The oil and gas industry is such a crucial sector of the global economy and the sustainability of human life. As of 2017, the global dependency on oil and gas sources of energy topped to about 4 trillion cubic meters of the energy resources. With the increased demand comes additional sustainability challenges that threaten to impact the highly demanded production severely.

High Risk Of Accidents
One thing that clearly defines the oil and gas production sector is the increased threshold of risk to accidents. Oil production companies operate in otherwise risky grounds such as offshore drilling areas in the high seas. The risk of accident in such environments is quite high. Some of the dominant kinds of accidents that have plagued the sector in the past include leakage of toxic oil and gas, leading to severe environmental pollution.

Whereas oil mining companies have been on the forefront as far as risk mitigation is concerned, human error has been a major predominant issue which has led to some of the worst oil and gas accidents in the history of the industry. The threshold of such accidents and the potential impacts they have on the environment is so potent that it threatens the sustainability of the entire sector even as environmentalists move on high gear, calling for resourceful utilization of the environment.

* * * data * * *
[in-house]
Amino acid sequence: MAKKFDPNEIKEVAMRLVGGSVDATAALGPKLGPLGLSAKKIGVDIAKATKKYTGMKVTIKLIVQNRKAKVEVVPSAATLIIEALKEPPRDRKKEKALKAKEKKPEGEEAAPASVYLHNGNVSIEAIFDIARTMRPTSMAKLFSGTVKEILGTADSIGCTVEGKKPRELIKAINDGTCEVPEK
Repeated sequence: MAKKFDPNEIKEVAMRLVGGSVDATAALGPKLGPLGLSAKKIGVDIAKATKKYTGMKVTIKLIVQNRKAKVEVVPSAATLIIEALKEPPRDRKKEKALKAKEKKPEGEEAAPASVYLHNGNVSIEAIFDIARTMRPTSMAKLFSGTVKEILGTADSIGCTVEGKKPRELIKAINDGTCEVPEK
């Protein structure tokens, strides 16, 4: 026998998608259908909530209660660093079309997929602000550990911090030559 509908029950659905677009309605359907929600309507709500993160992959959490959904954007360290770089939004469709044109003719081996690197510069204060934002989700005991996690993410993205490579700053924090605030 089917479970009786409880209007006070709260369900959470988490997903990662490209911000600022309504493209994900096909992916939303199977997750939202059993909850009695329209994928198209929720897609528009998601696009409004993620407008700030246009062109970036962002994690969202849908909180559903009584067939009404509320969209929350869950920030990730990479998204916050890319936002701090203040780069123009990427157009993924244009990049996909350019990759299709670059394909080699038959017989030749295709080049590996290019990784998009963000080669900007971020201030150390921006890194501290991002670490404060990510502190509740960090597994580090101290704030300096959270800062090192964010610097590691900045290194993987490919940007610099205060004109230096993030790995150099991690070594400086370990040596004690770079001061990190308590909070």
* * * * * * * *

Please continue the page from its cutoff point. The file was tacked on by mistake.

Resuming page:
Straining Of The Existing Resources 
The existing resources in terms of deposits of oil and gas, are facing a major constraint in our time. All companies have to increase their production to meet the expanded demand for commodities. In response, the companies have invested in more oil and gas extraction technologies such as the fracking technique. This concept is quite effective in helping meet the 90 million barrels of oil that the world consumes per day.

Fracking, however, does have significant environmental impacts, not only in pollution but also causing an increased risk of seismic shifts of the earth’s crust. Whereas no major seismic event has been recently associated with hydraulic fracking, scientists and safety experts believe that it is just a matter of time before one rocks the world.

Besides, when such fracking occurs under the ocean, the released toxic and carcinogenic chemicals such as benzene, hydrochloric acid, and diesel are a major cause for worry. These sustainability challenges can be effectively resolved through ethical leadership, coupled with the prudential application of risk management techniques.